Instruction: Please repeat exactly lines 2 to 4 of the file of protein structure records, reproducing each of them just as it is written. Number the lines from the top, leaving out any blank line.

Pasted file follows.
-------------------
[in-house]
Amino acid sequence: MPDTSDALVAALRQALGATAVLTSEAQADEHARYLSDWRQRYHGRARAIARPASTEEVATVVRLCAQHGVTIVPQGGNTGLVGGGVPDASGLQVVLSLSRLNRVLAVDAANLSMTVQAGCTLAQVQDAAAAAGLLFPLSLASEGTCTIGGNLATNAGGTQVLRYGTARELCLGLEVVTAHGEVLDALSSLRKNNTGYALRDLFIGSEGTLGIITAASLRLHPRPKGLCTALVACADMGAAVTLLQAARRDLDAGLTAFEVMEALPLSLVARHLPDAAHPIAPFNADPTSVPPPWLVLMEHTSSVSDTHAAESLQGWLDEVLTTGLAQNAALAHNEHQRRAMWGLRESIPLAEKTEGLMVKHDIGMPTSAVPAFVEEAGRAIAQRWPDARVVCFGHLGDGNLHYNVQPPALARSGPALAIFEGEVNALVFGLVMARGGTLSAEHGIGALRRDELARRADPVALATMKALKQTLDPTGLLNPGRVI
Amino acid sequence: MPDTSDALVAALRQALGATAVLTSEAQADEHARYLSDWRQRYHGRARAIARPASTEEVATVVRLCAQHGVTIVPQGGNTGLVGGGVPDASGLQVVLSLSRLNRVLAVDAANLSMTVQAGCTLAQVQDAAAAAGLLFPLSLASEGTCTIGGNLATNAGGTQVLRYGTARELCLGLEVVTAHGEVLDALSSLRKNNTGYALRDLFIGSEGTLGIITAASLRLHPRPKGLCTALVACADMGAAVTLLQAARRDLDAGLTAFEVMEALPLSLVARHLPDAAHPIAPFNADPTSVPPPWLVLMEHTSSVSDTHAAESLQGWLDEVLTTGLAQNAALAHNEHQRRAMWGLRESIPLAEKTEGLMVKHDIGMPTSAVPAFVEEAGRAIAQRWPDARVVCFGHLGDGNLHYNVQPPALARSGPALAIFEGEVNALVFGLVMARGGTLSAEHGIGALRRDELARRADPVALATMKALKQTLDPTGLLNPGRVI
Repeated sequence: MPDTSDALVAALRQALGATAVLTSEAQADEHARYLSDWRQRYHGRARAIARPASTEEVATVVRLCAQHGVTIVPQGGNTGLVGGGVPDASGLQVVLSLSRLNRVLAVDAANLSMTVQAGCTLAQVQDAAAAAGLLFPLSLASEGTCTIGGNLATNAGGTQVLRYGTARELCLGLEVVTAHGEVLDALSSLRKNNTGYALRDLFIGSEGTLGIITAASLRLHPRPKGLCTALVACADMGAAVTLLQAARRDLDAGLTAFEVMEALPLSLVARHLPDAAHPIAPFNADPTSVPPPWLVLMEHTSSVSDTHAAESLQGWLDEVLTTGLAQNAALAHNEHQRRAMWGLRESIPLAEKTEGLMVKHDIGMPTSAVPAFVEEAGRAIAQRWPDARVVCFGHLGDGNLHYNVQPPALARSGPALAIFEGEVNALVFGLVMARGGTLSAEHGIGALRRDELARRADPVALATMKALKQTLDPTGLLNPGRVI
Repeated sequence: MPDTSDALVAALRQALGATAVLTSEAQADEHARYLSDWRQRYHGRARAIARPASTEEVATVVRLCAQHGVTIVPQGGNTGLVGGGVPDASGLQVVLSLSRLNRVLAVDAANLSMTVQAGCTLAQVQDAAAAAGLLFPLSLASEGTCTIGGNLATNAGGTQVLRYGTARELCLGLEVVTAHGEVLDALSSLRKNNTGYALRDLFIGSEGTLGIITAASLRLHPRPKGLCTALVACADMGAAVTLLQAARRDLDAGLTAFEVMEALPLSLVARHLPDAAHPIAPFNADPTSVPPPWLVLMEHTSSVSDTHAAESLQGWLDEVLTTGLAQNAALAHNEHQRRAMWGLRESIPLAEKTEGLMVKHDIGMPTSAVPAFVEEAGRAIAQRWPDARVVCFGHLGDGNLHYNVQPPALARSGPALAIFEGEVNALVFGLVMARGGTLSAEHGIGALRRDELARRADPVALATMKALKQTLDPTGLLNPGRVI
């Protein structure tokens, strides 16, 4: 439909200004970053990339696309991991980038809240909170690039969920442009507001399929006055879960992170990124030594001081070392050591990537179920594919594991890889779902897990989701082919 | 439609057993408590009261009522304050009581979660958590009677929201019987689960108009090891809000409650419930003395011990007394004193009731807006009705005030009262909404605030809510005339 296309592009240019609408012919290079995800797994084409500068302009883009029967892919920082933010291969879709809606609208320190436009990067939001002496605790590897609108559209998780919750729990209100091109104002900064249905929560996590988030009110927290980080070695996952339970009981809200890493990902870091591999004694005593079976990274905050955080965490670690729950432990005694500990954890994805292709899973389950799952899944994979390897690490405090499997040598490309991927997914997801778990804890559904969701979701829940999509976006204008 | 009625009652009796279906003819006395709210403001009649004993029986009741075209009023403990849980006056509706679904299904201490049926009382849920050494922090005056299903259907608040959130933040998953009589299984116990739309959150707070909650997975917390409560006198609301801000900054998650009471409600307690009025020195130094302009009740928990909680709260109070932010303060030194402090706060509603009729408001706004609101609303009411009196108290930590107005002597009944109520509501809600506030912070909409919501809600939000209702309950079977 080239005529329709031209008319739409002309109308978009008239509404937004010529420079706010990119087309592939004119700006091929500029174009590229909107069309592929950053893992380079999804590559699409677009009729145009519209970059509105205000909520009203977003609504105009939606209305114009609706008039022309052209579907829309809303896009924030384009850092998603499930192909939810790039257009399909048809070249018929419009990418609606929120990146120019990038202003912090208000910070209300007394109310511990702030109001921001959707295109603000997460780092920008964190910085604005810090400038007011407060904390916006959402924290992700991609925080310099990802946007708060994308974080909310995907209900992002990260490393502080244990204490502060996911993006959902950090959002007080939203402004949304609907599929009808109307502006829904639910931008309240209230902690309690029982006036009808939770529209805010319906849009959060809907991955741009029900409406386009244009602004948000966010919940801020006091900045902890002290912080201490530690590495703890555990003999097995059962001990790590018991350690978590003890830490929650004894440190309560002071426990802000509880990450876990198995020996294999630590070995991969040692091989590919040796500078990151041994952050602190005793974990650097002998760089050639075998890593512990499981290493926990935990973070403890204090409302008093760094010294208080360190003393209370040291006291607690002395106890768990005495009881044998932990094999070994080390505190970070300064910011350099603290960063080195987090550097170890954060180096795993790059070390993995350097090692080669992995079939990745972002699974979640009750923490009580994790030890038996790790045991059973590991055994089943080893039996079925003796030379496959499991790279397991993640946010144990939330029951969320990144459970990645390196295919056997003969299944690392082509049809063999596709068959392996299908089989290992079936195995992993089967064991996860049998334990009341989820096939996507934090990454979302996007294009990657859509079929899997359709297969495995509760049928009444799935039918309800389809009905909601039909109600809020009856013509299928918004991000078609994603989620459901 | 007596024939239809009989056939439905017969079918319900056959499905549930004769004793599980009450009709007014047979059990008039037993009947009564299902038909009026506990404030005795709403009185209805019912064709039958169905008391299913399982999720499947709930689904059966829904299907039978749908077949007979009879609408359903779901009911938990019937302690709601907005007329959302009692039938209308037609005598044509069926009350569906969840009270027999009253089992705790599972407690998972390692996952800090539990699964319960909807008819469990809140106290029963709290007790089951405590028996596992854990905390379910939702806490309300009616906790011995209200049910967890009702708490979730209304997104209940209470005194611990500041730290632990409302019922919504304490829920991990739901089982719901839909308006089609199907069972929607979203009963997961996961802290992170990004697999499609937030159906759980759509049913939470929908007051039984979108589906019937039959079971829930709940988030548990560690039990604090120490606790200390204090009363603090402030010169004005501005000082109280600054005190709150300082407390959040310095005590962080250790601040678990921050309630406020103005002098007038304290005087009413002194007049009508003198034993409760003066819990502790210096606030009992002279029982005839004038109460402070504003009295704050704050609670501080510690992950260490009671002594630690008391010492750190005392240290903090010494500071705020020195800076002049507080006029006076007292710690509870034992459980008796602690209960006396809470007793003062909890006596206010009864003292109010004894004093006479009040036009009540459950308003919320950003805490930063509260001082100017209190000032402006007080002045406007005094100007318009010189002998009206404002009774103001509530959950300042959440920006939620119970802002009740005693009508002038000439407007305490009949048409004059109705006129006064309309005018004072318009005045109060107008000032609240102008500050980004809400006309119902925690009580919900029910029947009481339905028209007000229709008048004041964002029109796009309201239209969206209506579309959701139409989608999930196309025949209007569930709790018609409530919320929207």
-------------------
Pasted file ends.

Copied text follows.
Amino acid sequence: MPDTSDALVAALRQALGATAVLTSEAQADEHARYLSDWRQRYHGRARAIARPASTEEVATVVRLCAQHGVTIVPQGGNTGLVGGGVPDASGLQVVLSLSRLNRVLAVDAANLSMTVQAGCTLAQVQDAAAAAGLLFPLSLASEGTCTIGGNLATNAGGTQVLRYGTARELCLGLEVVTAHGEVLDALSSLRKNNTGYALRDLFIGSEGTLGIITAASLRLHPRPKGLCTALVACADMGAAVTLLQAARRDLDAGLTAFEVMEALPLSLVARHLPDAAHPIAPFNADPTSVPPPWLVLMEHTSSVSDTHAAESLQGWLDEVLTTGLAQNAALAHNEHQRRAMWGLRESIPLAEKTEGLMVKHDIGMPTSAVPAFVEEAGRAIAQRWPDARVVCFGHLGDGNLHYNVQPPALARSGPALAIFEGEVNALVFGLVMARGGTLSAEHGIGALRRDELARRADPVALATMKALKQTLDPTGLLNPGRVI
Amino acid sequence: MPDTSDALVAALRQALGATAVLTSEAQADEHARYLSDWRQRYHGRARAIARPASTEEVATVVRLCAQHGVTIVPQGGNTGLVGGGVPDASGLQVVLSLSRLNRVLAVDAANLSMTVQAGCTLAQVQDAAAAAGLLFPLSLASEGTCTIGGNLATNAGGTQVLRYGTARELCLGLEVVTAHGEVLDALSSLRKNNTGYALRDLFIGSEGTLGIITAASLRLHPRPKGLCTALVACADMGAAVTLLQAARRDLDAGLTAFEVMEALPLSLVARHLPDAAHPIAPFNADPTSVPPPWLVLMEHTSSVSDTHAAESLQGWLDEVLTTGLAQNAALAHNEHQRRAMWGLRESIPLAEKTEGLMVKHDIGMPTSAVPAFVEEAGRAIAQRWPDARVVCFGHLGDGNLHYNVQPPALARSGPALAIFEGEVNALVFGLVMARGGTLSAEHGIGALRRDELARRADPVALATMKALKQTLDPTGLLNPGRVI
Repeated sequence: MPDTSDALVAALRQALGATAVLTSEAQADEHARYLSDWRQRYHGRARAIARPASTEEVATVVRLCAQHGVTIVPQGGNTGLVGGGVPDASGLQVVLSLSRLNRVLAVDAANLSMTVQAGCTLAQVQDAAAAAGLLFPLSLASEGTCTIGGNLATNAGGTQVLRYGTARELCLGLEVVTAHGEVLDALSSLRKNNTGYALRDLFIGSEGTLGIITAASLRLHPRPKGLCTALVACADMGAAVTLLQAARRDLDAGLTAFEVMEALPLSLVARHLPDAAHPIAPFNADPTSVPPPWLVLMEHTSSVSDTHAAESLQGWLDEVLTTGLAQNAALAHNEHQRRAMWGLRESIPLAEKTEGLMVKHDIGMPTSAVPAFVEEAGRAIAQRWPDARVVCFGHLGDGNLHYNVQPPALARSGPALAIFEGEVNALVFGLVMARGGTLSAEHGIGALRRDELARRADPVALATMKALKQTLDPTGLLNPGRVI